The Shard

skyscraper in London, England

The Shard (also referred to as the Shard of Glass,[7][8] Shard London Bridge or the London Bridge Tower)[9][10] is a high-rise building in Southwark, London. The Shard was built in July 2012. It is 310 metres (1,016 ft) high.[11] It was the tallest building in the European Union until late 2020, and 96th tallest in the world. It is also the second-tallest free-standing structure in the United Kingdom, after the 330-metre (1,083 ft) concrete tower at the Emley Moor transmitting station.

The Shard
The Shard in April 2015, viewed from the "Sky Garden" atop 20 Fenchurch Street
Former namesLondon Bridge Tower
Alternative namesShard of Glass, Shard London Bridge
General information
Architectural styleNeo-futurism
LocationLondon, SE1
United Kingdom
Coordinates51°30′16″N 0°05′11″W / 51.5045°N 0.0865°W / 51.5045; -0.0865
Construction startedMarch 2009
CompletedJuly 2012
Opening1 February 2013
Cost~£435 million (contract cost only)
OwnerState of Qatar (95%)
Sellar Property Group (5%)
Architectural309.6 m (1,016 ft)[6]
Observatory244 m (801 ft)
Technical details
Floor count95 (72 habitable)
Floor area398,490m2 1,307,383sqft
Design and construction
ArchitectRenzo Piano
DeveloperSellar Property Group
Structural engineerWSP Global (structural engineers), Robert Bird Group (concrete temporary works), Ischebeck Titan on most floors 40+ (concrete support)
Services engineerArup
Main contractorMace

The Shard replaced Southwark Towers, a 24-storey office building built on the site in 1975. Renzo Piano was the Shard's architect. Piano is best known for creating Paris’s Pompidou Centre in cooperation with Britain’s Richard Rogers. Piano worked with the architectural firm Broadway Malyan during the planning stage. The tower has 72 floors that can be used for offices, with a viewing gallery and open-air observation deck – the UK's highest – on the 72nd floor, at a height of 245 metres (804 ft). The Shard was designed with an irregular pyramidal shape from the bottom to the top, and is covered entirely in glass. Its structure was completed in April 2012. It opened to the public on 5 July 2012.

The Shard was designed in 2000. That year, the London-based entrepreneur Irvine Sellar decided to redevelop Southwark Towers, a 1970s office block next to London Bridge station, and flew to Berlin in March 2000 to meet Piano for lunch. According to Sellar, the architect spoke of his contempt for tall buildings during the meal, before flipping over the restaurant’s menu and sketching an iceberg-like sculpture emerging from the River Thames. He got his ideas from the railway lines next to the site, the London spires in the paintings of 18th-century Venetian painter Canaletto, and the masts of sailing ships.

In April 2008, demolition of Southwark Towers was going on. Scaffolding and white sheeting covered the building. By October, Southwark Towers was much shorter and was no longer visible on the skyline. The building's demolition was completed in early 2009, and site preparation began for the construction of the Shard.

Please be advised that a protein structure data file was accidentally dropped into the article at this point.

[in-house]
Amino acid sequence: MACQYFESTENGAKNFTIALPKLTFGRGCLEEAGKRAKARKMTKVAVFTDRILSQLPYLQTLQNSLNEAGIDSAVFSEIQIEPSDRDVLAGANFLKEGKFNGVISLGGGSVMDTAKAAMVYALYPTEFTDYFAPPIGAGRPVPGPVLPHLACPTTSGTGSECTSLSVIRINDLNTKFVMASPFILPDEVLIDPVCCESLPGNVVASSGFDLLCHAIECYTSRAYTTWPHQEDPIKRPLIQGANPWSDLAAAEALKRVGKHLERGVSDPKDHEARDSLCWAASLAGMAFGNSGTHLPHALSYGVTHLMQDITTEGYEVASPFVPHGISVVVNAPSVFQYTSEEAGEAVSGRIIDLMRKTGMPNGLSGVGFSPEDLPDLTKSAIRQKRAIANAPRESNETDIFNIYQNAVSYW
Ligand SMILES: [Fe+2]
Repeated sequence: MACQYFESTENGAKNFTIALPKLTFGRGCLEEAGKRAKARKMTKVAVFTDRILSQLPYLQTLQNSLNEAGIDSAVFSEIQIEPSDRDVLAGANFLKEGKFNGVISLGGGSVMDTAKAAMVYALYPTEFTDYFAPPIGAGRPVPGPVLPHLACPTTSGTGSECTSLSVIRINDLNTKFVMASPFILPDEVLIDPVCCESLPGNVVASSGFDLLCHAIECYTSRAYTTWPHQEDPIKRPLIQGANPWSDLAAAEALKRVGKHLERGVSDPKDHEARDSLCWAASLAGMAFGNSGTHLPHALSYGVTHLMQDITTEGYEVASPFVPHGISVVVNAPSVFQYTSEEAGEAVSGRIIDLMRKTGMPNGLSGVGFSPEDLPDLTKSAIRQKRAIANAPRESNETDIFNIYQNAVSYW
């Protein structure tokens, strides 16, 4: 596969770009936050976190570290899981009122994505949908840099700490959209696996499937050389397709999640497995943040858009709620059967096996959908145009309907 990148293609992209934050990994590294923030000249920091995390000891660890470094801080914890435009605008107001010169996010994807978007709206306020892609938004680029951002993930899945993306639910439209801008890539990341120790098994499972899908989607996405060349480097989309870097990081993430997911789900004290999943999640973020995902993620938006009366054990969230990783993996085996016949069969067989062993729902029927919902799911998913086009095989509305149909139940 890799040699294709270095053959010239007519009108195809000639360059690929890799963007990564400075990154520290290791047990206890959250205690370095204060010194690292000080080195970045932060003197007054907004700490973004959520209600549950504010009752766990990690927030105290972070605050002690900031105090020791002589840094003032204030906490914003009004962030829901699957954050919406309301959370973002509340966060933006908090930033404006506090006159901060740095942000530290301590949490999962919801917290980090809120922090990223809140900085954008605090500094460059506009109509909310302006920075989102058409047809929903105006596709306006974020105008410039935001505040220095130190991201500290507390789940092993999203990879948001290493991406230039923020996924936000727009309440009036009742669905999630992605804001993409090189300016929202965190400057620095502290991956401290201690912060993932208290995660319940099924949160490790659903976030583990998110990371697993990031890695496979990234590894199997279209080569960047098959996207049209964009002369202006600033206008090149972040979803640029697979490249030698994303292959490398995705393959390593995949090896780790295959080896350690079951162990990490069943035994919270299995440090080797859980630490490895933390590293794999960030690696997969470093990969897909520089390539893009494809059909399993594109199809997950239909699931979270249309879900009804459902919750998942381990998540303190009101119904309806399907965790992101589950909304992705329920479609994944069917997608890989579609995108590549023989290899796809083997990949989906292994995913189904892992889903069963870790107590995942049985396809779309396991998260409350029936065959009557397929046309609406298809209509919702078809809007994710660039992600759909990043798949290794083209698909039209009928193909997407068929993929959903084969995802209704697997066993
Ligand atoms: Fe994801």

Layout change

Each floor of The Shard is used for a particular purpose. The majority of the building is used for accommodation and for offices. On the higher floors, they are reserved specifically for the purposes of taking views of the entire city, which takes advantage of how significantly tall the building is.

Floors Floor area Space designation
73–95 Spire
68–72 758 m2 (8,159 sq ft) Observatory
53–65 5,772 m2 (62,129 sq ft) Residential apartments
52 Spa
34–52 16,198 m2 (174,354 sq ft) Shangri-La Hotel
31–33 5,945 m2 (63,991 sq ft) Restaurants
2–28 54,488 m2 (586,504 sq ft) Offices
1 2,102 m2 (22,626 sq ft) Lobby

Source: Shard London Bridge brochure, 2010

Sources change

  1. The Shard: The Official Guidebook. Thames & Hudson (2013). p. 22. ISBN 9780500342848.
  2. Piano, Renzo (2013). The Shard: London Bridge Tower (in English and Italian). Matador. p. 74. ISBN 978-88-6264-006-0.
  3. "The Shard – The Skyscraper Center". Council on Tall Buildings and Urban Habitat. Retrieved 26 April 2013.
  4. The Shard at Emporis. Retrieved 27 November 2012.
  5. "The Shard, London: Cost of Europe's Tallest Building". 15 July 2012. Archived from the original on 23 June 2013. Retrieved 15 November 2012.
  6. "Shard London Bridge, London". Retrieved 16 September 2017.
  7. Bar-Hillel, Mira (24 February 2009). "£28bn Shard of Glass to start its ascent". London Evening Standard. Archived from the original on 27 May 2010. Retrieved 7 July 2010.
  8. "Work starts on Shard of Glass". New Civil Engineer. 2 April 2009. Retrieved 7 July 2010.
  9. "London Bridge Tower, London". 15 June 2011. Retrieved 6 July 2012.
  10. "Shard funding crisis: Tower finances cast shadow over project". World Architecture News. 10 September 2007. Archived from the original on 29 March 2012. Retrieved 7 July 2010.

Other websites change

Preceded by
One Canada Square
Tallest building in London
310 m
Succeeded by
Preceded by
One Canada Square
Tallest building in the United Kingdom
310 m
Succeeded by